About Us Downloads Blog Contact Us Our Location

Aortic Aneurysm

Abnormal enlargement or bulging of the aorta is known as aortic aneurysm. This enlargement usually affects only a small part of the vessel and occurs when a segment of the vessel becomes weak. The pressure of the blood flowing through the vessel creates a bulge at the weak spots. The bulge usually starts small and grows as the pressure continues. Aneurysms are dangerous as they can rupture and cause internal bleeding.

Causes for Aortic Aneurysm are

  • Atherosclerosis: When plaque sticks to the lining of the blood vessel wall, it weakens the blood vessel, resulting in a condition called atherosclerosis which is also the most common cause of aneurysm.
  • High blood pressure: This puts stress on the wall of the aorta causing aneurysms.
  • Diabetes: Unmanaged diabetes damages blood vessels causing aneurysm.
  • Injury: Injury to the chest or abdomen can leave the aorta vulnerable to bulging.

There are two types of Aortic Aneurysm

  • Thoracic Aortic Aneurysm: An aneurysm that occurs in the chest portion or in other words the upper part of the aorta is called a thoracic aortic aneurysm (TAA).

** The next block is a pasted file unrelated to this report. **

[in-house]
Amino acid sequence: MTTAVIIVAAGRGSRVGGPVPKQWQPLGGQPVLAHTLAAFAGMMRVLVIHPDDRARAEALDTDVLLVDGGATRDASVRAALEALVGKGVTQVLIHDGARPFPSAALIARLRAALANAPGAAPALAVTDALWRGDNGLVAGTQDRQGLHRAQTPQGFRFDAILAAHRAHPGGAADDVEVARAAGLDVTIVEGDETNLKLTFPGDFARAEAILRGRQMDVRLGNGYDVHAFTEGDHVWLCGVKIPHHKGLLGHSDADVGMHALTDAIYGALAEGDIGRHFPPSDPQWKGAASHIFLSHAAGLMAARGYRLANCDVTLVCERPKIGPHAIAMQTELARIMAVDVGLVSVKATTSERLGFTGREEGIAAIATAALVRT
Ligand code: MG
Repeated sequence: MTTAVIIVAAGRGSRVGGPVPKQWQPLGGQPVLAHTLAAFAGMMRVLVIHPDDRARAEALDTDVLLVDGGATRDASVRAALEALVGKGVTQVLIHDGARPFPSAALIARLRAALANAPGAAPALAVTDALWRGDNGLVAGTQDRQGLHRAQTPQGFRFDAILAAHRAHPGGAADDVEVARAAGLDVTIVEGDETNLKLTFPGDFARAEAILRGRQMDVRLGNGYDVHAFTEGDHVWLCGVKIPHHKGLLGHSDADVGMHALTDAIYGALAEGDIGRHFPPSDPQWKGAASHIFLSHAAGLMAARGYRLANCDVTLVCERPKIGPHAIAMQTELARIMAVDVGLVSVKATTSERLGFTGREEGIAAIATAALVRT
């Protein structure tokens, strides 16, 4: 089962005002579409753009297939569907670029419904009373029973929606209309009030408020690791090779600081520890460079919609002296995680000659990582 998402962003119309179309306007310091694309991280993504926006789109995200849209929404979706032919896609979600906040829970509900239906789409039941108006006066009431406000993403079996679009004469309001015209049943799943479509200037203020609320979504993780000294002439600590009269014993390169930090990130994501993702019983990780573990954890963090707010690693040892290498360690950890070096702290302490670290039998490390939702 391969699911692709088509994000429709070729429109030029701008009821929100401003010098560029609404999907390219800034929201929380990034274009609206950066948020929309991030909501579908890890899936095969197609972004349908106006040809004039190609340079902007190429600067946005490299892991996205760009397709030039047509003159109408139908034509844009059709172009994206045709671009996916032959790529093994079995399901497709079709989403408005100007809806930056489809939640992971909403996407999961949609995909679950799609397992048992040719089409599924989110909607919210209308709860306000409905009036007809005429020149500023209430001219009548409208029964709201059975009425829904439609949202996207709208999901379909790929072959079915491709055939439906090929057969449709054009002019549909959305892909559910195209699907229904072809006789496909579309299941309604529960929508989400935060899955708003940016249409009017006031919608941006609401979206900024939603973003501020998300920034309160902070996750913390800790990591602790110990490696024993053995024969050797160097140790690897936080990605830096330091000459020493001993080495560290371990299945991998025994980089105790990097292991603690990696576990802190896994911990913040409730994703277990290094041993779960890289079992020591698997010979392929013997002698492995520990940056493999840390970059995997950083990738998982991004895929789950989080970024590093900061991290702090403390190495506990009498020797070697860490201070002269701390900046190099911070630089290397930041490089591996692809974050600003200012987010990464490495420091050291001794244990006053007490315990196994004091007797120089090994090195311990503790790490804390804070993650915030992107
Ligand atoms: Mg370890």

• Abdominal aortic aneurysm: An aneurysm that occurs in the abdominal portion or in other words the lower part of the aorta is called an abdominal aortic aneurysm (AAA).

Treatments for Aortic Aneurysm are

  • Surgery:
    • Endovascular surgery: It is a procedure in which a synthetic graft is attached to the end of a thin tube which is then inserted through an artery in the leg and threaded up into the aorta. This graft is planted at the site of the aneurysm and fastened in place with small hooks or pins which reinforces the weakened section of the aorta to prevent any kind of rupture.
    • Open-abdominal surgery: It involves removing the damaged section of the aorta and replacing it with a graft which is then sewn into place through an open-abdominal approach.
    • Open chest surgery: This procedure involves in removing the damaged section of the aorta and replacing it with a synthetic tube or graft which is then sewn into place.
  • Medications:
    • Statins. These medications are used to lower cholesterol, which can in turn help reduce blockages in the arteries and reduce your risk of aneurysm.
    • Beta blockers: They lower your blood pressure by slowing the heart rate.

CONTACT US APPOINTMENT